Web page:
Las Vegas, Nov. 3-4, 2012
Around 6 p.m. on a warm, cloudless November night, Pras Michél, a former member of the ‘90s hip-hop trio the Fugees, approached one of the Chairman Suites on the fifth floor of the Palazzo hotel. He knocked and the door opened, revealing a rotund man, dressed in a black tuxedo, who flashed a warm smile. The man, glowing slightly with perspiration, was known to his friends as Jho Low, and he spoke in the soft-voiced lilt common to Malaysians. “Here’s my boy,” Mr. Low said, embracing the rapper.
The Chairman Suites, at $25,000 per night, were the most opulent the Palazzo had to offer, with a pool terrace overlooking the Strip. But the host didn’t plan to spend much time in the room that night; Mr. Low had a much grander celebration in store for his 31st birthday. This was just the preparty for his inner circle, who had jetted in from across the globe. Guzzling champagne, the guests, an eclectic mix of celebrities and hangers-on, buzzed around Mr. Low as more people arrived. Swizz Beatz, the hip-hop producer and husband of Alicia Keys, conversed animatedly with Mr. Low. At one point, Leonardo DiCaprio arrived alongside Benicio Del Toro to talk to Mr. Low about some film ideas.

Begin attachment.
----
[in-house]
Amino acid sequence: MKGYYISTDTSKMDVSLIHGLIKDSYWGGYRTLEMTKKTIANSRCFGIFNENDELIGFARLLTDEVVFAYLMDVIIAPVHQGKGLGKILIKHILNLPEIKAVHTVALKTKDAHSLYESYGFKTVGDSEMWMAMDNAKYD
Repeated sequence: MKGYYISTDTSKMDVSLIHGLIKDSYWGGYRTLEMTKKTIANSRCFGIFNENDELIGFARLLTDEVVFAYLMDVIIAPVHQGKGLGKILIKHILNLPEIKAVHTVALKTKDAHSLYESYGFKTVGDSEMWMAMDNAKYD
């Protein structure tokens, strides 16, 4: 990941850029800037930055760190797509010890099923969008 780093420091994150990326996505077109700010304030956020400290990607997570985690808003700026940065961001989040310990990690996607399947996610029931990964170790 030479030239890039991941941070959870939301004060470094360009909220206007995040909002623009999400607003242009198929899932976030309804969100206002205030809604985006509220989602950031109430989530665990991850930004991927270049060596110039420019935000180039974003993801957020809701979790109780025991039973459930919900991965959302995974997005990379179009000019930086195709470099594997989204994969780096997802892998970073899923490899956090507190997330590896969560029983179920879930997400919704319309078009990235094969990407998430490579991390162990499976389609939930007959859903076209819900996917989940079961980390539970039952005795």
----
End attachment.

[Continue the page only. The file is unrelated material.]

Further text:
Adapted from “Billion Dollar Whale: The Man Who Fooled Wall Street, Hollywood and the World” by Wall Street Journal reporters Tom Wright and Bradley Hope, to be published Tuesday in the U.S. by Hachette Books.
What did the guests make of their host? To many at the gathering, Mr. Low cut a mysterious figure. Hailing from Malaysia, a small Southeast Asian country, Mr. Low had a round face that was still boyish, with glasses, red cheeks, and barely a hint of facial hair. His unremarkable appearance was matched by an awkwardness and lack of ease in conversation, which the beautiful women around Mr. Low took to be shyness. Polite and courteous, he never seemed fully in the moment, often cutting short a conversation to take a call on one of his half a dozen cellphones.